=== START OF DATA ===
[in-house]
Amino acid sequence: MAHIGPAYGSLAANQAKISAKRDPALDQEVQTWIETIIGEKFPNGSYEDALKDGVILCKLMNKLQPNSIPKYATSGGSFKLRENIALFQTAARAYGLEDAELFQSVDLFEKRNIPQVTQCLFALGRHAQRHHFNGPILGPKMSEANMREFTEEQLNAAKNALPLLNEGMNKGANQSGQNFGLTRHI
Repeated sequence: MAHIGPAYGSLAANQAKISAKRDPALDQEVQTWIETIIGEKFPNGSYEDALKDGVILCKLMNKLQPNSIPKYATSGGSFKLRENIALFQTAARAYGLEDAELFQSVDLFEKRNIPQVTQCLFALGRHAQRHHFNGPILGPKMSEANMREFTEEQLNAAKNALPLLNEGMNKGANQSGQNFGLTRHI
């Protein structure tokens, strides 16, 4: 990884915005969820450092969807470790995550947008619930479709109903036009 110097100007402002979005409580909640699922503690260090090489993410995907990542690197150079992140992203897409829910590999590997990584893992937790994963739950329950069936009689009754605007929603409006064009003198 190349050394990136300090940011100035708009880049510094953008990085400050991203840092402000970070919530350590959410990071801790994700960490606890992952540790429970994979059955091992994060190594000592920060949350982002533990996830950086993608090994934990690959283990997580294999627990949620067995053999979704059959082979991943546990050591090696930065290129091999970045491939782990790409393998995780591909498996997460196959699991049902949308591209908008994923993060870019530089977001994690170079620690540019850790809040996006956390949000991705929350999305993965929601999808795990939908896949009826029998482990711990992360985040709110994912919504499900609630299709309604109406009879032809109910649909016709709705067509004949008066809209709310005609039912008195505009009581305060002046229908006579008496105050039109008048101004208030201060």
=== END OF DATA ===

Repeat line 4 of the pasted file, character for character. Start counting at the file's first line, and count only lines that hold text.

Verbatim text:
């Protein structure tokens, strides 16, 4: 990884915005969820450092969807470790995550947008619930479709109903036009 110097100007402002979005409580909640699922503690260090090489993410995907990542690197150079992140992203897409829910590999590997990584893992937790994963739950329950069936009689009754605007929603409006064009003198 190349050394990136300090940011100035708009880049510094953008990085400050991203840092402000970070919530350590959410990071801790994700960490606890992952540790429970994979059955091992994060190594000592920060949350982002533990996830950086993608090994934990690959283990997580294999627990949620067995053999979704059959082979991943546990050591090696930065290129091999970045491939782990790409393998995780591909498996997460196959699991049902949308591209908008994923993060870019530089977001994690170079620690540019850790809040996006956390949000991705929350999305993965929601999808795990939908896949009826029998482990711990992360985040709110994912919504499900609630299709309604109406009879032809109910649909016709709705067509004949008066809209709310005609039912008195505009009581305060002046229908006579008496105050039109008048101004208030201060």